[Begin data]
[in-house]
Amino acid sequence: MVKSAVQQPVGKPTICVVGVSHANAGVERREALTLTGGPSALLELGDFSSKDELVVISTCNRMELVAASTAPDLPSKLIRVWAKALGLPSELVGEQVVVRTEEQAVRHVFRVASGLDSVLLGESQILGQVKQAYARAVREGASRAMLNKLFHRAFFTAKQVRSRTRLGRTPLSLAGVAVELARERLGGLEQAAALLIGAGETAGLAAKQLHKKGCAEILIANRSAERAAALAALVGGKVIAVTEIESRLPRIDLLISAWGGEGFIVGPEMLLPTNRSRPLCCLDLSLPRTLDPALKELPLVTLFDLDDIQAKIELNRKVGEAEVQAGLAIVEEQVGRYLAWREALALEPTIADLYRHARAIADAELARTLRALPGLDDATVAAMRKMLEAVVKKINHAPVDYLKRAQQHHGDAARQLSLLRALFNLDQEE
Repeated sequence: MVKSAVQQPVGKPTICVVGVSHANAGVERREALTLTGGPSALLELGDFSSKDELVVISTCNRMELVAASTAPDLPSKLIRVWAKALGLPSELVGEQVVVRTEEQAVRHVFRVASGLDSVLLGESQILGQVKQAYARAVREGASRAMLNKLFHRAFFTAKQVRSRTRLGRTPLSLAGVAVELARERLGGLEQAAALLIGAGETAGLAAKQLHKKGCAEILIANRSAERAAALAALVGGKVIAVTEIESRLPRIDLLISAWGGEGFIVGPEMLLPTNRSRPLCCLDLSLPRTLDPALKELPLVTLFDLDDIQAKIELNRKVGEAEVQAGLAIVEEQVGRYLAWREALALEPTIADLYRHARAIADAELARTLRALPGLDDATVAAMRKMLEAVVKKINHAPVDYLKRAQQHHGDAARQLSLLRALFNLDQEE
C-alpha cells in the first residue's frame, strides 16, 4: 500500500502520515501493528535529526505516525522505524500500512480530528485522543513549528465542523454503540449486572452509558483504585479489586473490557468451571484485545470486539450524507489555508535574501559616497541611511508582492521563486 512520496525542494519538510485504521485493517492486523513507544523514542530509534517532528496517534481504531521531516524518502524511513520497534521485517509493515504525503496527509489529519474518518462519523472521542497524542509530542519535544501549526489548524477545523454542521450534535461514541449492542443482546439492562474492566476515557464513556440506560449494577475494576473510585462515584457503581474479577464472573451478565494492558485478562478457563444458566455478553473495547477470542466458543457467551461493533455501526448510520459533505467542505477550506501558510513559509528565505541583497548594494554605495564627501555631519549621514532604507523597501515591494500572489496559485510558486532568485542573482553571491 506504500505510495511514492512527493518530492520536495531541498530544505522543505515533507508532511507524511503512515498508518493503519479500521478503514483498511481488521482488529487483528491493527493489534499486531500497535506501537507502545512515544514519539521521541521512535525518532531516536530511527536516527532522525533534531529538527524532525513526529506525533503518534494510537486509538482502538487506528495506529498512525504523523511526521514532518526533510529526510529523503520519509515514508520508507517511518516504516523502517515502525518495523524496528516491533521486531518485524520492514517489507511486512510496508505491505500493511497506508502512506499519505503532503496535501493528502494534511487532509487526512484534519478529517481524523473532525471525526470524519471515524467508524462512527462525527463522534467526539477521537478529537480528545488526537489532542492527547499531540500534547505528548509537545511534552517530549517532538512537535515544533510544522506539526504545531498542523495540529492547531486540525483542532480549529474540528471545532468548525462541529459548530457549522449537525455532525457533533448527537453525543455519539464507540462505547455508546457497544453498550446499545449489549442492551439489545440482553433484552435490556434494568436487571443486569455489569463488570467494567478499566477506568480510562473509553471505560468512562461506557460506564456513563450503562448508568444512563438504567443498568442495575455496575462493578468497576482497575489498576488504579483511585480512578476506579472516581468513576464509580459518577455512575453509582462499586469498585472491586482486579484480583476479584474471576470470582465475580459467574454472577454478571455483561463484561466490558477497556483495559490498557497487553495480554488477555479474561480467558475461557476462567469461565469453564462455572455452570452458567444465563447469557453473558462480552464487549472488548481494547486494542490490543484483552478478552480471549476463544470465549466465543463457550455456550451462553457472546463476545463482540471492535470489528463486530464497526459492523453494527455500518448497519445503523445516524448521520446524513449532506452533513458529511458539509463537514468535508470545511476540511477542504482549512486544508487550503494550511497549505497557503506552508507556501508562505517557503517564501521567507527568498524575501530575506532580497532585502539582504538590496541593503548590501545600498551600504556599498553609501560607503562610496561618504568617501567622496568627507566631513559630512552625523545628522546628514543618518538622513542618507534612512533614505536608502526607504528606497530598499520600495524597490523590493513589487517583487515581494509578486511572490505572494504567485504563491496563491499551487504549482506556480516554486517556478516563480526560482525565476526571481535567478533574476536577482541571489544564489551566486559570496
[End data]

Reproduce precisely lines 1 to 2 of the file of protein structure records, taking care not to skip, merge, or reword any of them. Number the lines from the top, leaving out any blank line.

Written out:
[in-house]
Amino acid sequence: MVKSAVQQPVGKPTICVVGVSHANAGVERREALTLTGGPSALLELGDFSSKDELVVISTCNRMELVAASTAPDLPSKLIRVWAKALGLPSELVGEQVVVRTEEQAVRHVFRVASGLDSVLLGESQILGQVKQAYARAVREGASRAMLNKLFHRAFFTAKQVRSRTRLGRTPLSLAGVAVELARERLGGLEQAAALLIGAGETAGLAAKQLHKKGCAEILIANRSAERAAALAALVGGKVIAVTEIESRLPRIDLLISAWGGEGFIVGPEMLLPTNRSRPLCCLDLSLPRTLDPALKELPLVTLFDLDDIQAKIELNRKVGEAEVQAGLAIVEEQVGRYLAWREALALEPTIADLYRHARAIADAELARTLRALPGLDDATVAAMRKMLEAVVKKINHAPVDYLKRAQQHHGDAARQLSLLRALFNLDQEE